2007 and eBay prohibits the use of Google Checkout on eBay. EBay sellers attending the eBay Live party are invited to attend a Google live event entitled the “Google Checkout Freedom Party”
EBay cancels all U.S advertising on Google
Google backs down and cancels the party
This would appear to suggest some tension between the two companies.
2008 and eBay introduce a new search algorithm on its sales platform called “best match” So you thought you could just list your “stuff” and it would appear on an equal footing with other listings? Think again. Best match appears to work in much the same way as Google’s search algorithm accept, of course, there is no page ranking as generally eBay listings do not have in-bound links.
Listings that rank well and so do well in eBay searches are generally those listed by Power sellers and more recently “Top rated sellers” (TRS) who must maintain a very high standard of selling which is judged by buyers who rank sellers not only with a feedback system but with a series of 1 to 5 star ratings called “Detailed Seller Ratings” (DSRs) Your DSR’s fall below 4.6 and it’s EBay’s equivalent of Google’s sandbox for your listings.
Of course this system is weighted very much in favour of the large sellers on eBay selling hundreds of items a day. If they get a few low DSRs they’re diluted by the huge number of high ones they’ll get. Even negative feedback comments don’t mean much to a seller with a feedback count in tens of thousands. To the small seller, however, one bad rating can see their visibility reduced and even their account suspended.
Very similar to a webmaster being penalised by Google for “black hat” techniques which sees their website visibility reduced or even de-indexed. This topic is covered widely on Googles forum “Webmaster Central” as well as EBay’s forum including the rather lively Q&A board which, interestingly is about to be retired and replaced with “Seller Central”
Google has now introduced its new search; “ Instant” where it guesses what the searcher is going to type before it is actually entered. To see how impartial this is let’s take a look at the default Google alphabet.
A is for Argos, Amazon, Asda, Asos, a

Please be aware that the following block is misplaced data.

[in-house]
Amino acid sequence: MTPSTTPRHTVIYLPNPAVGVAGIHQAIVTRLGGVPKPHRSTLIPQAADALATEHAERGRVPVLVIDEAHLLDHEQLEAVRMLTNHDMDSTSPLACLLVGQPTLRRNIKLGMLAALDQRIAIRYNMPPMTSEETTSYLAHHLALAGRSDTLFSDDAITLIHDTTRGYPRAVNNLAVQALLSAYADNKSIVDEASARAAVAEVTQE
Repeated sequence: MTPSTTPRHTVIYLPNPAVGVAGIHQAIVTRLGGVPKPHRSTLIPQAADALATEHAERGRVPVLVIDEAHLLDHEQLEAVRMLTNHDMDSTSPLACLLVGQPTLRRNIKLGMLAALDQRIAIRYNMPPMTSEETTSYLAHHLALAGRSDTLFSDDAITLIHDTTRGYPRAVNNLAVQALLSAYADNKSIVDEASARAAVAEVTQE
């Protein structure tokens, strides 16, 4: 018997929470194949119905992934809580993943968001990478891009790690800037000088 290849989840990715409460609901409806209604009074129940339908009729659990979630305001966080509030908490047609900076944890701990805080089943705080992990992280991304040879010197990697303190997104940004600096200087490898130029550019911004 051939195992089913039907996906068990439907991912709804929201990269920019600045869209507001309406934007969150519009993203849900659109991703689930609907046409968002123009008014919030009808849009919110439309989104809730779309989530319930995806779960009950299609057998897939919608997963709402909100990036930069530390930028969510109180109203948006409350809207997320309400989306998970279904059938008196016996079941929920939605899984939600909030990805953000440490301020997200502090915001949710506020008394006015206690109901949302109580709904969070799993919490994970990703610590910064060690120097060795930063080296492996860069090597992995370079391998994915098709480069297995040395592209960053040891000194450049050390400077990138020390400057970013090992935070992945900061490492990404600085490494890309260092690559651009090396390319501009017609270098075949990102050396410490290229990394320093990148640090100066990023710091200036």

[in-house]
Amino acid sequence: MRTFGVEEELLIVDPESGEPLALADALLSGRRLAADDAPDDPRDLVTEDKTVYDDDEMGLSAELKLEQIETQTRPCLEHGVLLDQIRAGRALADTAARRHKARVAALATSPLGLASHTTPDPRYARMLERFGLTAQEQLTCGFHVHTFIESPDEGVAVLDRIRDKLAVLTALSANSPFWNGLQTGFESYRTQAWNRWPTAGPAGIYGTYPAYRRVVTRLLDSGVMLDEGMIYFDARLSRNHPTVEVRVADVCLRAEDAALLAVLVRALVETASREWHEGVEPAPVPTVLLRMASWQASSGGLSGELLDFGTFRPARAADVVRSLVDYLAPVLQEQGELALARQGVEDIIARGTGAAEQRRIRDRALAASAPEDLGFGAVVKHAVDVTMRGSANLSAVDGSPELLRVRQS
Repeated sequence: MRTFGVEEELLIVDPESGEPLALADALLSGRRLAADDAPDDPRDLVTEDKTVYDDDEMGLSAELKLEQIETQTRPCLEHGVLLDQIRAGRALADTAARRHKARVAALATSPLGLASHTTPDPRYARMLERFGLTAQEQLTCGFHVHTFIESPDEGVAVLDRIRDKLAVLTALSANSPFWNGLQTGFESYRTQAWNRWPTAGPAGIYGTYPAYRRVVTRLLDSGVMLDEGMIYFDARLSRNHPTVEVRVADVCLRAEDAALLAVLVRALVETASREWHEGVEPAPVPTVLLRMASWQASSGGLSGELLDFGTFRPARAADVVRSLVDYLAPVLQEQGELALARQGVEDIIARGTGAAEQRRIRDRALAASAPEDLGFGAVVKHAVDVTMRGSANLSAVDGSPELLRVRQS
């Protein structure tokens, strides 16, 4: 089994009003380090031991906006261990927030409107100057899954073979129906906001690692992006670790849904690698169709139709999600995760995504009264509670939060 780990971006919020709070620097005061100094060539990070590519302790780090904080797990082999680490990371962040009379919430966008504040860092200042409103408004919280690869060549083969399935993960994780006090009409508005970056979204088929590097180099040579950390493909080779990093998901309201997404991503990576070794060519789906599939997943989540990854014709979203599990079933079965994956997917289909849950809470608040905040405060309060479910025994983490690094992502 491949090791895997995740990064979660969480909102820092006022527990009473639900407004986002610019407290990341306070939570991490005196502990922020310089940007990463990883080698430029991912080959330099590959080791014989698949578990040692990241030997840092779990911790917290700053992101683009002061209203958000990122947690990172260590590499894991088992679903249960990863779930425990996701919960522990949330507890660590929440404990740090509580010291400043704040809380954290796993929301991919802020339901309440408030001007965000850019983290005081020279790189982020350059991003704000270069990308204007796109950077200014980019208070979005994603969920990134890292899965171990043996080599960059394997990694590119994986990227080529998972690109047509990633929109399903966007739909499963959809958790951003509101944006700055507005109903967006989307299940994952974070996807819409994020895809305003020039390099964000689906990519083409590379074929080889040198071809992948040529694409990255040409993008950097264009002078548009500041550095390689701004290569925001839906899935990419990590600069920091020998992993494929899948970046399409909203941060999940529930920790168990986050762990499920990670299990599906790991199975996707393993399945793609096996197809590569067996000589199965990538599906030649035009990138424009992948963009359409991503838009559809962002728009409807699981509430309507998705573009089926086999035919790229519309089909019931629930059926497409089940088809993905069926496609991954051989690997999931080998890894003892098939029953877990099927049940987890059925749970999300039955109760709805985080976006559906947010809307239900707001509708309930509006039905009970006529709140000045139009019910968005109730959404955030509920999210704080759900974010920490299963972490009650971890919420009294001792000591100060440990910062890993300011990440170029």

B is for BBC, BBC news, BBC weather, BBC Sport, b
C is for Currys, Comet, CBBC, Cineworld, c
D is for Debenhams, Daily Mail, DVLA, Dictionary, d
E is for eBay, Easyjet, Expedia, ebuddy, e
F is for Facebook, Facebook login, FRIV, First Choice,
G is for Google maps, Gmail, Gumtree, Games, g
H is for Hotmail, HSBC, Homebase, Halford, h
I is for ITV, Ikea, iPlayer, IMDB, i
J is for John Lewis, Jobcentre Plus, Jane Norman, Jobs, j
K is for KLM, KFC, Kwik Fit, Karen Millen, k
L is for Lotto, Lloyds TSB, Lottery results, Lidl, l
M is for MSN, Maps, Matalan, Miniclip, m
N is for Next, New Look, Natwest, National Rail, n
O is for O2, Orange, Odeon, Office, o
P is for Paypal, PC World, Play, Primark, p
Q is for QVC, Quidco, Quiz, Quotes, q
R is for Rightmove, Ryanair, River Island, Royal Mail, r
S is for Sky, Sky news, Sky Sports, Skype, s
T is for Tesco, TFL, The Sun, Topshop, t
U is for Utube, UCAS, UK Top 40, UFC, u
V is for Virgin, Vodafone, Virgin Media, Very, v
W is for Weather, Wikipeida, Wickes, We7, w
X is for Xbox, Xe, Xbox Live, Xfm, x
Y is for YouTube, Yahoo, Yahoo mail, yell, y
Z is for Zara, Zoopla, Zumba, Zizzi, z
OK no reference to eBay there then, or PayPal or Gumtree in fact hardly any brands at all.
Recent news reports suggests that many shops in the UK are now lying empty with Altrincham in the North West topping the figures at 30%. There’s no doubting we are facing difficult financial times but is that really all that is destroying our high streets.